CRLite ships compressed revocation information for the public Web to
Firefox users, four times a day. We have a blogpost series on CRLite at the
Security Blog <https://blog.mozilla.org/security/tag/crlite/
> (with another
post coming later this month), there’s additional information at Github
>, and for the Gecko-side, a meta-bug
We’ve been collecting telemetry on how much CRLite can speed up first TLS
all year. Since August, we’ve been publishing the datasets consistently
four times per day, with “stashes” (delta updates) averaging about 66 kB. (
If you’d like to poke around inside the filter data, see
Nightly is now preferring CRLite <https://github.com/mozilla/crlite
revocation information, meaning fresh TLS connections will skip OCSP when
CRLite can substitute. (e.g., we set security.pki.crlite_mode to 2,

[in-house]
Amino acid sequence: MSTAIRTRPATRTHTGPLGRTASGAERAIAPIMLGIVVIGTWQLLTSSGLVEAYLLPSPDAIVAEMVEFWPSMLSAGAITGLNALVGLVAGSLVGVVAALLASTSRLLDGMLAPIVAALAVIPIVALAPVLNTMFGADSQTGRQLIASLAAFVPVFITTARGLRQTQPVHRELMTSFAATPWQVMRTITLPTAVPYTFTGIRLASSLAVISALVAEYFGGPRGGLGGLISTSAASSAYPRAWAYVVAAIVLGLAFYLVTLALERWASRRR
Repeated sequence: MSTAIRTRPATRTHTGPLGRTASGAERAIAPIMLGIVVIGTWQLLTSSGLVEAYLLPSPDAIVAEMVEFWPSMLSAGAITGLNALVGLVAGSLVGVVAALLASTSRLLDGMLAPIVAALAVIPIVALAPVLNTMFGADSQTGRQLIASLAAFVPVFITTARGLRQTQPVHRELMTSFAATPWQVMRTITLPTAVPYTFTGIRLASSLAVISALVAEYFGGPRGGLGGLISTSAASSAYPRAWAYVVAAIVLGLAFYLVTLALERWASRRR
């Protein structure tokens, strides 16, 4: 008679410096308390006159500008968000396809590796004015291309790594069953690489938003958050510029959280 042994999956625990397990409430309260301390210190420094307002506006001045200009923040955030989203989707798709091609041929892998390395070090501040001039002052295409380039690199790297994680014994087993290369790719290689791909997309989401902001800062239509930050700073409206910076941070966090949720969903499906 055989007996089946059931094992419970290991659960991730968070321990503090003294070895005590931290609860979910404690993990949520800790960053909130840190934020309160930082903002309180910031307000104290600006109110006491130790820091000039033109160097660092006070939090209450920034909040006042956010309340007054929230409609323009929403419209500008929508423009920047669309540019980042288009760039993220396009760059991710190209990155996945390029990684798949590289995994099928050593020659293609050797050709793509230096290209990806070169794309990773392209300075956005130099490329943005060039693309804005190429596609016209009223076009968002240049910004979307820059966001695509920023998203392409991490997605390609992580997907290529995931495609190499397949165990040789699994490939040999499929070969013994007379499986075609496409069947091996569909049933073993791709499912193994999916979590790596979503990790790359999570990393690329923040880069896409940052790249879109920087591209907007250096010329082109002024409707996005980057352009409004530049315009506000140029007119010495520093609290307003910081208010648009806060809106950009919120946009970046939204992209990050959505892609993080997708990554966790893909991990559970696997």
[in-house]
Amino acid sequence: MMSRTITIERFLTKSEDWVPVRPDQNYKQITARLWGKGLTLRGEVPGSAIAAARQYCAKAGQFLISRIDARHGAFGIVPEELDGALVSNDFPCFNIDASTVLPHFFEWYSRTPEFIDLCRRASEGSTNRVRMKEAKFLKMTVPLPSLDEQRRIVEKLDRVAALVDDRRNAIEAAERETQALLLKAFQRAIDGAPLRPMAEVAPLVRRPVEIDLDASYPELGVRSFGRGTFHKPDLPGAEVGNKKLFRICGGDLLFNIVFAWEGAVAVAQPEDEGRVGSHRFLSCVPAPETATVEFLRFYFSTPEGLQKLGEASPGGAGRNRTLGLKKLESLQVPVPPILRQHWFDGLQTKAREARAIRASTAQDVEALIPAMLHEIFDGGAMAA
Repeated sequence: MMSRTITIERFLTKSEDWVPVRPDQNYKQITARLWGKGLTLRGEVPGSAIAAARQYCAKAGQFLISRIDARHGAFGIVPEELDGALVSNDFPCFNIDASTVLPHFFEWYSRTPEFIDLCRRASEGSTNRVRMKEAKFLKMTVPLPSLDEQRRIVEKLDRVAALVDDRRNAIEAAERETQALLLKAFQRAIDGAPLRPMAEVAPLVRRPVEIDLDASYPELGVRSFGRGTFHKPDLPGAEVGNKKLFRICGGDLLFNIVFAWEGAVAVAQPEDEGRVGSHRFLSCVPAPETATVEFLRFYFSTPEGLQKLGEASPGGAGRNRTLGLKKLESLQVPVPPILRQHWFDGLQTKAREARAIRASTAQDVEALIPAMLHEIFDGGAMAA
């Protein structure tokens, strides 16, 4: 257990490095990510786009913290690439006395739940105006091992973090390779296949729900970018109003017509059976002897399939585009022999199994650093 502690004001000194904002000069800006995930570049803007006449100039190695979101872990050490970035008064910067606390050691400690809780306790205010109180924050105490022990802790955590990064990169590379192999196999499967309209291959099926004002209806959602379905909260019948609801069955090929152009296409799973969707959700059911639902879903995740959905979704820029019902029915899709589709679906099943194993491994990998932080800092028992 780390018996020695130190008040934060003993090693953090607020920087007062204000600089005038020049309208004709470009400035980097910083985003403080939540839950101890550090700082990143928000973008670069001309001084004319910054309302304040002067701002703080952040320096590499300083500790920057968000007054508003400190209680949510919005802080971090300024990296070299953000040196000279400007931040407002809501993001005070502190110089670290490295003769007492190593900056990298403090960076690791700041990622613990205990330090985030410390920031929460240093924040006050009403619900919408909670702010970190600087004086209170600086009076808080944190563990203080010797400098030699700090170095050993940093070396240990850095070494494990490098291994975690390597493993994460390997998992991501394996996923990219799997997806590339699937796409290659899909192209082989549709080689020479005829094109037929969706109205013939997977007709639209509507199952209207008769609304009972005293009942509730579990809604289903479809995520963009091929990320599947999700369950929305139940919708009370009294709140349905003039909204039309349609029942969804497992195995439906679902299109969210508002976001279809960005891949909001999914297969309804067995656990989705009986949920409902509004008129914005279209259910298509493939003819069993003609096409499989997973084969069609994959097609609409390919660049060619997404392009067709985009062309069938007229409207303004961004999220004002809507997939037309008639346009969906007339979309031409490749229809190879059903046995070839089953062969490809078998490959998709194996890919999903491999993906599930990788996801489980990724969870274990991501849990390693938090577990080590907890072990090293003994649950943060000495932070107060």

“Enforce”). We expect to see improvement in the SSL_TIME_UNTIL_READY
telemetry: it’s mostly expected to speed up the outliers in the graph,
since revocation checks get cached, and it is likely to have the largest
effects for Firefox users with slower network connections.
We don’t expect breakage from this change, as we’ve grown fairly confident
in the dataset, but this is going to remain in Nightly for now.
After this speed-up testing, our likely next step is to add telemetry to
compare live OCSP results against CRLite’s results for outlier-accuracy
(encountering revocations is rare, so care is needed). We’ll ultimately run
both the accuracy and the speedup tests in early Beta as well.
We’ll develop Release-path plans based on early Beta testing and telemetry.
For more information, come see us in #crlite in Slack or #crlite:mozilla.org
- J.C. on behalf of Mozilla Crypto Engineering